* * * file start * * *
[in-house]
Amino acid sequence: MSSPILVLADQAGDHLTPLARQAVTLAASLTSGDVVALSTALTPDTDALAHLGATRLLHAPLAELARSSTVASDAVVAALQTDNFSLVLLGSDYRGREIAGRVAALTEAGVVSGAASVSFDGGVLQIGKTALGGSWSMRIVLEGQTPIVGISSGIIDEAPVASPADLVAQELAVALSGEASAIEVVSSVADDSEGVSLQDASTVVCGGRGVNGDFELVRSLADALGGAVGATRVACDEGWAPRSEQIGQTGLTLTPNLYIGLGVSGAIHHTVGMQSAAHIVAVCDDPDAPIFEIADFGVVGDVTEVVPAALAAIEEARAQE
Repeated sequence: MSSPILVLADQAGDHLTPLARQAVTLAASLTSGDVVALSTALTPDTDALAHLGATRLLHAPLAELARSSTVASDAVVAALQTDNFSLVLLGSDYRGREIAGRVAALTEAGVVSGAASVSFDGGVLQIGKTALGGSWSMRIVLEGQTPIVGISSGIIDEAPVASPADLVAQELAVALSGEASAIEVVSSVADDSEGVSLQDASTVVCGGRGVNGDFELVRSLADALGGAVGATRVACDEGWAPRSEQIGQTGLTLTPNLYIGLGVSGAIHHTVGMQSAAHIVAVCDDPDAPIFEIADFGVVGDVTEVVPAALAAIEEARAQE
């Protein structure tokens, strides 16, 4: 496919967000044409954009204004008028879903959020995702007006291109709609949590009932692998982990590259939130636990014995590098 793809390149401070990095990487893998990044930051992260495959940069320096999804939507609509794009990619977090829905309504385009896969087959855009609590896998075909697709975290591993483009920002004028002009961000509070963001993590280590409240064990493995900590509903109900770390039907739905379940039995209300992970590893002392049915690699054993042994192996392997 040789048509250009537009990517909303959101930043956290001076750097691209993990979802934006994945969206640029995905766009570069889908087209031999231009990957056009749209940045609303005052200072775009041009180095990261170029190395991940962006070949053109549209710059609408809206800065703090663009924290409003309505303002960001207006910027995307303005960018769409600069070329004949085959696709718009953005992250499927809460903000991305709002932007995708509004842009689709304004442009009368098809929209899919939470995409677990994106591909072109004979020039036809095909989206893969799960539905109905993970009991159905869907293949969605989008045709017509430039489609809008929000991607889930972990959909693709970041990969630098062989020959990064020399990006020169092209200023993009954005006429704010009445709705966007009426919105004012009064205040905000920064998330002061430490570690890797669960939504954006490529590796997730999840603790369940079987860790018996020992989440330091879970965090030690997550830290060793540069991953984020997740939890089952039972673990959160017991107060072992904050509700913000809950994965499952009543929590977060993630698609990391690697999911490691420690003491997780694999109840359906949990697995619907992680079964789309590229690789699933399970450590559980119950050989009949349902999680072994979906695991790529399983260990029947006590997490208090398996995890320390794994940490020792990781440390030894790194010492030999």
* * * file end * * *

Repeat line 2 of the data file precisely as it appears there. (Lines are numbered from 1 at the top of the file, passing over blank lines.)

Amino acid sequence: MSSPILVLADQAGDHLTPLARQAVTLAASLTSGDVVALSTALTPDTDALAHLGATRLLHAPLAELARSSTVASDAVVAALQTDNFSLVLLGSDYRGREIAGRVAALTEAGVVSGAASVSFDGGVLQIGKTALGGSWSMRIVLEGQTPIVGISSGIIDEAPVASPADLVAQELAVALSGEASAIEVVSSVADDSEGVSLQDASTVVCGGRGVNGDFELVRSLADALGGAVGATRVACDEGWAPRSEQIGQTGLTLTPNLYIGLGVSGAIHHTVGMQSAAHIVAVCDDPDAPIFEIADFGVVGDVTEVVPAALAAIEEARAQE